Flavors of Love

flavor wheelDuring the first stage, love begins as a vague feeling and gradually becomes very specific and clear. The divine love realized in the second and third stages takes the form of a very clear and tangible personal relationship with Krishna. There are infinite flavors of divine love, and infinite varieties of relationships with Krishna, because there are infinite individuals. Still, its helpful to classify the flavors of loving relationships into five broad, main categories.

1. The Peace of Selflessness

The first, most fundamental quality of true love is that it is totally devoid of selfishness. Absence of selfishness is the most basic form of selflessness, just as absence of hate is the most basic form of love, or as absence of war is the most basic form of peace.

Śānta is the Sanskrit term for this type of love. Literally it means “at peace,” because when all selfishness is gone we feel at peace. Yogis who meditate upon the divine within themselves and within all things (paramātmā) can attain up to this level.

If, from this foundational absence of selfish desires, we develop selfless desires to please our beloved – then active personal relationships to him can begin. The remaining four categories represent four depths of personal relationship.

2. Indebtedness

Our beloved is the source of all beauty and joy in our lives, so we feel deeply indebted to him. The desire to express this feeling of indebtedness is the first budding of pure desire and the first of four types of active loving relationships.

Dāsya is the Sanskrit term for this type of love. Literally it means “servitude,” because the feeling of indebtedness makes us very humble and helpful, without desiring anything in return.

Those who worship the Supreme Person (bhagavān) can can dive to this depth of realization. There are depths beyond this, but they are inaccessible to those whose love centers on majestic forms of the Supreme. The intimate forms of love beyond indebtedness are open only to those who fall in love with intimate forms of the Supreme Person, especially the most intimate form, Śrī Krishna.

3. Companionship

Our divine beloved is much more than a source of power and authority, he is a person in the truest sense of the world. More than worship, a person wants companionship. If we deeply realize this, our sense of selfless indebtedness will carry us swiftly across the boundaries of formality and reverence and make us Krishna’s confidential companions: his peers, who play and joke with him. The desire to express our indebtedness manifests now as the desire to please him through friendship.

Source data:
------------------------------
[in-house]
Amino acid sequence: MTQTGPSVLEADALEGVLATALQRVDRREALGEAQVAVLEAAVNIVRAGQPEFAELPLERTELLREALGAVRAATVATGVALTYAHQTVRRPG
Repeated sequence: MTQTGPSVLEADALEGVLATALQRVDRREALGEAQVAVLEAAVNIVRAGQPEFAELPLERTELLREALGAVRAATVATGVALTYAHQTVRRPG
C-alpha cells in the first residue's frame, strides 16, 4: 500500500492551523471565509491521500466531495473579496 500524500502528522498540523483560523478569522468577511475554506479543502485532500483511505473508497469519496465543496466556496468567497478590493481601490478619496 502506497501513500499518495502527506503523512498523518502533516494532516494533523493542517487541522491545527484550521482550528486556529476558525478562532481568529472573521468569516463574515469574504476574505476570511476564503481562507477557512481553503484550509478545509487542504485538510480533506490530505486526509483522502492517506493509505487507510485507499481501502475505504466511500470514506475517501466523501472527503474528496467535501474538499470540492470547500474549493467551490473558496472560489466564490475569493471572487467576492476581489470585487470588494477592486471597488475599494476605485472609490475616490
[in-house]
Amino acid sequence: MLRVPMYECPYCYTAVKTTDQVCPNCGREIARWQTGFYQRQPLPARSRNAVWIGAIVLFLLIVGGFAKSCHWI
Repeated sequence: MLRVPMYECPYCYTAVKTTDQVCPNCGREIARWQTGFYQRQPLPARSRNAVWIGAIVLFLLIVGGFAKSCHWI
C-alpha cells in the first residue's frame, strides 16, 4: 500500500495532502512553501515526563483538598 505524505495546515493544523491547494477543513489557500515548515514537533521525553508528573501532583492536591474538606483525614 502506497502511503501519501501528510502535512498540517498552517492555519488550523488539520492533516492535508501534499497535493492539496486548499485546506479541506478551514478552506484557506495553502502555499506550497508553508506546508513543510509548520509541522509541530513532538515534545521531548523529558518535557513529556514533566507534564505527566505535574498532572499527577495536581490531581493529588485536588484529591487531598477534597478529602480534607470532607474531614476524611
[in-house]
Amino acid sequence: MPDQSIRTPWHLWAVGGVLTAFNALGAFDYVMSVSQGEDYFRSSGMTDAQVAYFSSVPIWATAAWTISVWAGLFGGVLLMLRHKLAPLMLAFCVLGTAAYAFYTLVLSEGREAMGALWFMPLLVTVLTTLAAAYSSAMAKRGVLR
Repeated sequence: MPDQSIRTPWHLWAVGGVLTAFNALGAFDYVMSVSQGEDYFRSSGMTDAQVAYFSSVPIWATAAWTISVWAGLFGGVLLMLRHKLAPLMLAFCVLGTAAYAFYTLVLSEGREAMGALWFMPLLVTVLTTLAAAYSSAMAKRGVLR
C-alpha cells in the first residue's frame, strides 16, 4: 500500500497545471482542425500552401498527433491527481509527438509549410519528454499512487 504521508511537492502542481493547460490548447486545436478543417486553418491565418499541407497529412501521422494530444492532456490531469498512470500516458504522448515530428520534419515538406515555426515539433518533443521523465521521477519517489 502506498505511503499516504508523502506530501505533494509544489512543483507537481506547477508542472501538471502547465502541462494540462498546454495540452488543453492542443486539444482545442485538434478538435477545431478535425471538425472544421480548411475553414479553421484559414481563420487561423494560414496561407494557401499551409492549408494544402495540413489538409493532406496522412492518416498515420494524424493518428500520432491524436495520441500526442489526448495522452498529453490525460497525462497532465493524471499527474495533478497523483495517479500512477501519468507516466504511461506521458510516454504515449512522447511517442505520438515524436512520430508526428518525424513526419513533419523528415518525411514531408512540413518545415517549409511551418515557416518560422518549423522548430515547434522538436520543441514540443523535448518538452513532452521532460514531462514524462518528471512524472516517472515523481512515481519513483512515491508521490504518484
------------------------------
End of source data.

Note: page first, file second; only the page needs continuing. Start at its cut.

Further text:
Sakhya is the Sanskrit term for this type of love. Literally, it means “friendship.” Those who develop this degree of divine love can become the young boys of Vṛndāvana, Krishna’s dearest, most confidential friends.

4. Protection

If our love can develop still deeper we will go beyond acting as Krishna’s peers and begin to act as his superiors. Sometimes Krishna’s cannot stop him from doing something unpleasant or difficult, those with very powerful love therefore experience superior, senior and parental towards Krishna. Such persons become Krishna’s elder friends, his aunts and uncles, his guardians, and his parents. Their desire to express their indebtedness manifests as the desire to protect him.

Vātsalya (Literally, “Calflike”) is the Sanskrit term for this type of love. It is so named because Cows are so maternally protective affection towards their calves.

5. Romance

If the desire to express our indebtedness escalates still further we reach the fullest level of loving relationship – the absolute intimacy of romance. In this relationship, we can joke and play like a friend, control and advise like a parent, and also directly delight all his senses.

There are several Sanskrit terms for this deepest stage of divine love. Mādhurya means “honey-sweet” and “intoxicating.” Śṛṇgāra means “passionate” and “sexual.” The meaning of these terms is obviously romantic. Ujjvala is another term for this category of love, which literally means “fully blossomed and brilliant.” It is so named because romance is the fullest expression of love.

Only the most intensely passionate divine lovers can access the extreme bliss of romantic love for All-Attractive Krishna. Those who do can hope to become the girls of Vṛndāvana, Krishna’s beloved girlfriends, the gopīs – the most ecstatically blissful of all living entities.

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